Date(s) - 12/12/2022
6:30 pm - 8:00 pm
Categories No Categories
Monday, December 12th, 6:30pm at UUFSD in the Palmer Library, join us for our science non-fiction book. For questions, email email@example.com or call/text Cathy Leach-Phillips at 650 224-1974
Entangled Life: How Fungi Make Our Worlds, Change Our Minds & Shape Our Futures by Merlin Sheldrake (2020)
Fungi throw our concepts of individuality and even intelligence into question. They are metabolic masters, earth makers, and key players in most of life’s processes. They can change our minds, heal our bodies, and even help us remediate environmental disaster. By examining fungi on their own terms, Sheldrake reveals how these extraordinary organisms — and our relationships with them — are changing our understanding of how life works.
In Entangled Life, the brilliant young biologist Merlin Sheldrake shows us the world from a fungal point of view, providing an exhilarating change of perspective. Sheldrake’s vivid exploration takes us from yeast to psychedelics, to the fungi that range for miles underground and are the largest organisms on the planet, to those that link plants together in complex networks known as the “Wood Wide Web,” to those that infiltrate and manipulate insect bodies with devastating precision.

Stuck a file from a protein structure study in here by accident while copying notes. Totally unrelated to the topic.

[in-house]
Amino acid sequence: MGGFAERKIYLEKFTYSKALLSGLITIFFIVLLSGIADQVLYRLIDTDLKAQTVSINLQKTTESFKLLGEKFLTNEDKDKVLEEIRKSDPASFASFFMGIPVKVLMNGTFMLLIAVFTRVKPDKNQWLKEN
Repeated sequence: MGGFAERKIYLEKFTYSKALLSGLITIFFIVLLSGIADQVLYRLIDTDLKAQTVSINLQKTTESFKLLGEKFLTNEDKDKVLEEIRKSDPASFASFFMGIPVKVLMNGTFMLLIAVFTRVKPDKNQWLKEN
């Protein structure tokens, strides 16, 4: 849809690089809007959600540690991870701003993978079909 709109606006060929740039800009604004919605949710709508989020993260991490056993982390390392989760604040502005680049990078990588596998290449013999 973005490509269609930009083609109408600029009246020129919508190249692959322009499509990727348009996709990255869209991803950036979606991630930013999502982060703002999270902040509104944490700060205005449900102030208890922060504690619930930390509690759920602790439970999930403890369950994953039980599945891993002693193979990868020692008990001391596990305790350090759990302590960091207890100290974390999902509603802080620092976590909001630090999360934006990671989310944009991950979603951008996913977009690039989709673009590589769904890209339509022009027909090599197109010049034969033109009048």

For January 9th, we will be discussing the modern novel Little Fires Everywhere by Celeste Ng (2017)
The Richardson family lives in the planned community of Shaker Heights, Ohio—a place of wealth, comfort, and stability—and they are a clan that embodies those traits. But when Mia, a single mother, and her fifteen year old daughter, Pearl, rent a house in the area, their very different lives will merge with those of the Richardson family and begin to contort the carefully laid lattice that supports their views. The plotting and pacing are nearly perfect, the characters believable and real. Ng is a master of family and societal dynamics, shifting perspectives, and the secrets that we try to protect— even as she continues to stretch herself as a writer. –Chris Schluep, Amazon Book Review
Posted by Cathy Leach-Phillips